The new BlackBerry model should be coming to North America within a month now that Research In Motion Ltd. has started selling it in Germany and Chile.
The first major new BlackBerry model in more than a year, the Bold is a high-end BlackBerry that has twice the screen resolution of current models made by RIM. The Bold, or 9000, matches the resolution, but not the size, of the screen on Apple's iPhone, which has emerged as a potent competitor in the smartphone category.
AT&T Inc. says it will be the exclusive U.S. carrier for the Bold, as it is for the iPhone. An AT&T spokesman declined to say when the company will release it.
But Peter Misek, an analyst with Canaccord Adams, said he expects AT&T to start selling it on Sept. 15, and Rogers Communications in Canada to release it on Aug. 18.
Some stores in Canada have already unveiled a store model and fliers.
Genuity Capital Markets analyst Deepak Chopra also expects it will be released in the United States in mid-September.
RIM had announced a summer release for the Bold, but many people had expected the phone to be available in June. Misek said issues with chips and battery life caused a delay.
The company has begun to roll out the BlackBerry Bold in some markets through partnerships with wireless carriers there. RIM unveiled the Bold in Chile on July 22, and in Germany on Aug. 6.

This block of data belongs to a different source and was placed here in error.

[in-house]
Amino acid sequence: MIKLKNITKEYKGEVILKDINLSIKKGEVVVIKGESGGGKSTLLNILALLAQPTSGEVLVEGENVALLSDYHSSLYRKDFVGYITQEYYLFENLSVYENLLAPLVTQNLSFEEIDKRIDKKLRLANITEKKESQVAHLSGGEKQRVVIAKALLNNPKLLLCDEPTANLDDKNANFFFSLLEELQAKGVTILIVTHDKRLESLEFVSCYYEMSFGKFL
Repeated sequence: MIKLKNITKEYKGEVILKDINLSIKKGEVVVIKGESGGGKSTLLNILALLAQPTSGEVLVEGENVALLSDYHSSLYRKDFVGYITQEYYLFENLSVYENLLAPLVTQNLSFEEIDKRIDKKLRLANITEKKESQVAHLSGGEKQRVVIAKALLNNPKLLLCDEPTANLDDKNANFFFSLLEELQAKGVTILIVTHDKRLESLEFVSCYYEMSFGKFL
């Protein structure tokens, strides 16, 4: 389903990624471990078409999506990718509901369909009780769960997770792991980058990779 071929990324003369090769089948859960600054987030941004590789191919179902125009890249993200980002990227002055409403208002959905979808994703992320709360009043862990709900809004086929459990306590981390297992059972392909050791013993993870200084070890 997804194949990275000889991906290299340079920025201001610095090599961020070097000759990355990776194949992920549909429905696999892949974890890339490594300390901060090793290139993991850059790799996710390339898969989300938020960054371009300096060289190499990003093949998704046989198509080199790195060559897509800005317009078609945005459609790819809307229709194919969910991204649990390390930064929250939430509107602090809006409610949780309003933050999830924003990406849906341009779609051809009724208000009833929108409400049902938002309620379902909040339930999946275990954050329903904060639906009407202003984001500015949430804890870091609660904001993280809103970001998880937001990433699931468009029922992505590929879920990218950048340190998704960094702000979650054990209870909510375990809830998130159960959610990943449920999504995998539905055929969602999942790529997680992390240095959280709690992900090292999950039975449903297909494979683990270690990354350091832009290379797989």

RIM had no comment about specific plans in North America.
Misek said the Bold will cost about $200 in the United States depending on the contract.
After enjoying years of success in the corporate market, RIM has targeted the consumer market with the Curve and the Pearl. Like those consumer-oriented phones, the Bold has a full-size headset jack and a camera that can also capture video.
The Bold has a glossy metallic look and adds corporate-strength Wi-Fi capabilities to third-generation cellular and Bluetooth radios. Otherwise it stays close to the formula of the Curve, with a horizontal screen above a trackball and a keyboard with one letter per key.
Many people consider BlackBerrys easier to use for e-mail and text-messaging than the iPhone because they have traditional keypads instead of touchscreens.
Misek said the Bold is the first of a series of new models that RIM plans on releasing, including a touchscreen BlackBerry called the Thunder. Misek said RIM has 5 million to 7 million people who have older versions than the Curve, Pearl and World phone and could be targets of an upgrade.